Mehrnaz Najafi


I'm a first year PhD student in Computer Science at the University of Massachusetts Amherst (please visit my new webpage at or my personal website at I received my Master's degree in Computer Science from University of Toronto. My Master's thesis was "Towards an Algorithm for Property- and Structure- Preserving Slicing of Statecharts".

I got my Master's and Bachelor's degrees in Computer Engineering from Shahid Beheshti University. My Master's thesis was "An Approach to Animate Object-Z Specifications".


Recent Research Projects

Towards an algorithm for property- and structure- preserving slicing of Statecharts
[Joint work with Professor Marsha Chechik]
Software development and maintenance typically includes changes that are driven either from new requirements or bugs encountered during software usage. To introduce changes in the system, developers need to work (write or modify) on a portion of the software with respect to the changes. Slicing is a reduction technique; it can be used to extract one of computations of software which developers are interested in and leave the others behind; so, slicing can be used to extract relevant portion of the software to the changes. As my M.Sc. thesis, I presented a novel structure- and property- preserving algorithm for slicing Statecharts (a visual language for describing state-based models) with respect to a temporal safety property of interest (it is driven from the changes). The impact of my work is that it enables developers to save time and effort by working on a smaller model scale (portion, or slice) instead of the whole model.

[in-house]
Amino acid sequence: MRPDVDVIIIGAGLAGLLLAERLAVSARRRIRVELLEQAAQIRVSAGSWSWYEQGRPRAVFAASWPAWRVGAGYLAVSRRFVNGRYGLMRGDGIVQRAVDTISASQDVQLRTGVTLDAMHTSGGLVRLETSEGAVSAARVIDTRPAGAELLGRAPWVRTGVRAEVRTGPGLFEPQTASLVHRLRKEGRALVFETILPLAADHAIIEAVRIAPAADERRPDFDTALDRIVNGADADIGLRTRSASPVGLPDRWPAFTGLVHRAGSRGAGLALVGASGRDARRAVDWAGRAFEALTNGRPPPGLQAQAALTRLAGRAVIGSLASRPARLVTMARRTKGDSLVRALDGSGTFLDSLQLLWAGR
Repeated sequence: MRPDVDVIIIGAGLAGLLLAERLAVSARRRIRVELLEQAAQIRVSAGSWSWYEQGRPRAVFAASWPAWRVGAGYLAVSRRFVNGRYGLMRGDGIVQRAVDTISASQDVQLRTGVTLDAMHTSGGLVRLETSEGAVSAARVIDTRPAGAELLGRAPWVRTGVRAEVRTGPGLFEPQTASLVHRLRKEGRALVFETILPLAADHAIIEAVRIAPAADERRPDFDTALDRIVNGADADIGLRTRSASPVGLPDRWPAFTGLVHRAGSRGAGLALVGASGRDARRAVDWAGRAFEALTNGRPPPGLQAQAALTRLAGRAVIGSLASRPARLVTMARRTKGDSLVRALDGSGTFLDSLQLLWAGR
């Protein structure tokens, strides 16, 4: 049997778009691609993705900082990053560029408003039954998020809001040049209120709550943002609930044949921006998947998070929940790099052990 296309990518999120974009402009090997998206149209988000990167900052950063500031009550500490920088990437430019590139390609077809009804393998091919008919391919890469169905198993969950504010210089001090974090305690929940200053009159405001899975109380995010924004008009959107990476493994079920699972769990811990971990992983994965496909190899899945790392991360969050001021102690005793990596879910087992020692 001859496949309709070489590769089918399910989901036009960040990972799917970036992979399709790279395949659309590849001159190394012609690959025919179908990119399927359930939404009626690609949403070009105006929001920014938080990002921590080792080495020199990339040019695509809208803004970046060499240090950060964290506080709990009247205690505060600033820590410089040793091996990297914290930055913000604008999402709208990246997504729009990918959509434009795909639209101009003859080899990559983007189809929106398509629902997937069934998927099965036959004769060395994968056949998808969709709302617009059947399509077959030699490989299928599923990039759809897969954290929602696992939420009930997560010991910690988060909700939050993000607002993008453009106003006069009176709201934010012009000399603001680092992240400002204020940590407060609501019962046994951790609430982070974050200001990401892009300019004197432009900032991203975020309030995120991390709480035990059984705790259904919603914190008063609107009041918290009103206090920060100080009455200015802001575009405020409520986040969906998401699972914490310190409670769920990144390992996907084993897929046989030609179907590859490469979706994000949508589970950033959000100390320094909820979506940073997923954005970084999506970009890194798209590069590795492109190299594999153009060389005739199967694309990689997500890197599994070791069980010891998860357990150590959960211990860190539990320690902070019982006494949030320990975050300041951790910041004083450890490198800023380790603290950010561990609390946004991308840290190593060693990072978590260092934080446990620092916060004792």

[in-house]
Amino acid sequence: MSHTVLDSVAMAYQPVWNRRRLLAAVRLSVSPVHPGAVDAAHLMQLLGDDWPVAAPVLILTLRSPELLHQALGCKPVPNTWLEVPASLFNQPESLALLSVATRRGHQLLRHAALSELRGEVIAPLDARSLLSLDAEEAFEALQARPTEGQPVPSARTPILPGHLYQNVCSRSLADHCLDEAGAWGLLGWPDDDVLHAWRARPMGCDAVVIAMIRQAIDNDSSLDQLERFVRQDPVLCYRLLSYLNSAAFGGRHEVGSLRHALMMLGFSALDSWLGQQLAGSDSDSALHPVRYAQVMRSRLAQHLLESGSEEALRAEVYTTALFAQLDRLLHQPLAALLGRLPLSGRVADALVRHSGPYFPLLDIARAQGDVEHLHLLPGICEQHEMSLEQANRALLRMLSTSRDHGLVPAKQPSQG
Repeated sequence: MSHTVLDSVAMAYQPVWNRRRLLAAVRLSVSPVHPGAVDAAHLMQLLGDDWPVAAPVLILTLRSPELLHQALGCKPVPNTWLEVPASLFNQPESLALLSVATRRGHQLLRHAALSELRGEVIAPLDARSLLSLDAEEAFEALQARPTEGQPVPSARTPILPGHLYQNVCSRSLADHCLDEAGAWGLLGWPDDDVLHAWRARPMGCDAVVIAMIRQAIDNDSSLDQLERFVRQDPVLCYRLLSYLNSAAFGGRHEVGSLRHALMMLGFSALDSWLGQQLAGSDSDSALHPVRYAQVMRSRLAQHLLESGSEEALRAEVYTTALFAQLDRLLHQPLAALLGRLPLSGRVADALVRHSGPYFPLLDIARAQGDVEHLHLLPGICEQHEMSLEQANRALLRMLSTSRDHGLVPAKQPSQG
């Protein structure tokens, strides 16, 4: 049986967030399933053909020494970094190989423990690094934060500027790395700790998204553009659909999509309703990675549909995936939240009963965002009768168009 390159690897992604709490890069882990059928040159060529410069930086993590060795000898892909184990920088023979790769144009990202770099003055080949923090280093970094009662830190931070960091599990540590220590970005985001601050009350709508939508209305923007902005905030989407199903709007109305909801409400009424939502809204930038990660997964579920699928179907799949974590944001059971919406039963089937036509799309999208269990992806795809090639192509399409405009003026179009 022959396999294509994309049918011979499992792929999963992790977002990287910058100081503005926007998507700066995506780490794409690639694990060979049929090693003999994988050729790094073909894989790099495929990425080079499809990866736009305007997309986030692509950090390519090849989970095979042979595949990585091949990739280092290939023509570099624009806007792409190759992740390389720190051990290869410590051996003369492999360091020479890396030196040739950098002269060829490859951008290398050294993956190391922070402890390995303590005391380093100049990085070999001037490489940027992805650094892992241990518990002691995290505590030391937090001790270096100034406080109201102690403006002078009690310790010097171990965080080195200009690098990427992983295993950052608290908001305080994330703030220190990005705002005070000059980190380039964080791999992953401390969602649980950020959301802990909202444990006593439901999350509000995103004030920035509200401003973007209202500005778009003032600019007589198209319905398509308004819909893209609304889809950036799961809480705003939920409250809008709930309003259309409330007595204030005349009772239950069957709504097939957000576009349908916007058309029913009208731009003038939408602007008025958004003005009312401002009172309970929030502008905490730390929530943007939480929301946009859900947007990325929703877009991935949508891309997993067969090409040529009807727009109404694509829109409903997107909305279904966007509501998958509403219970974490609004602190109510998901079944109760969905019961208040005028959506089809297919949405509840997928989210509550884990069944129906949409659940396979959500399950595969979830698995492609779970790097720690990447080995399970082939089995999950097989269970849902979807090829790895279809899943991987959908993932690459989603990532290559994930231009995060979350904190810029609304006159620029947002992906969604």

[Joint work with Dr. Patricia C. Arocena , Professor Boris Glavic and Professor Renee J. Miller]
The iBench project proposes a new data integration metadata generator that can be used to create realistic synthetic data integration scenarios [1]. iBench's metadata generator is able to create arbitrarily large and complex schemas, mappings and constraints, with the ultimate goal of facilitating the empirical evaluation of data integration solutions. As a graduate student, my role in this project was to design and implement a number of features that would allow the benchmark to expand its current repertoire of features. Two important features are (i) the reuse of schema elements among multiple instances of randomized data integration scenarios, and (ii) the generation of inclusion dependencies (e.g., foreign keys), which can be randomly created for a given source or target schema, or prescribed by the semantics of a given scenario. These two features add to iBench's pre-existing highly customizable design.

[1] P. C. Arocena, M. D'Angelo, B. Glavic and R. J. Miller, iBench First Cut, Technical Report, Department of Computer Science, University of Toronto, 2013.

A usability case study using iBench
[Joint work with Dr. Patricia C. Arocena , Professor Boris Glavic and Professor Renee J. Miller]
In this project we demonstrate how iBench can be used to empirically evaluate a data exchange mapping operator called MapMerge [2]. The MapMerge operator, proposed by Alexe, Hernandez, Popa, and Tan [2], allows a user to combine a number of independently created schema mappings into a single, simpler mapping. As a graduate student, my role in this project was to study and propose a new set of empirical experiments that would showcase how effective MapMerge can be with varying degrees of schema reuse and inclusion dependencies. The experimental plan I designed goes beyond the existing MapMerge evaluation [2], and covers a wide range of synthetic mappings. My work in this project demonstrates that iBench is well positioned for supporting empirical data integration research.

[2] B. Alexe, M. Hernandez, L. Popa and W. Tan, MapMerge: correlating independent schema mappings, The VLDB Journal, Vol. 21, No. 2, pp. 191-211, 2012.



  • Chunk-Based Software Evolution
    M. Najafi, R. Salay and M. Chechik.
    NECSIS 2014.


  • Verification in Chunk-Based Software Evolution, NECSIS 2014

Relevant Courses

Teaching Assistantships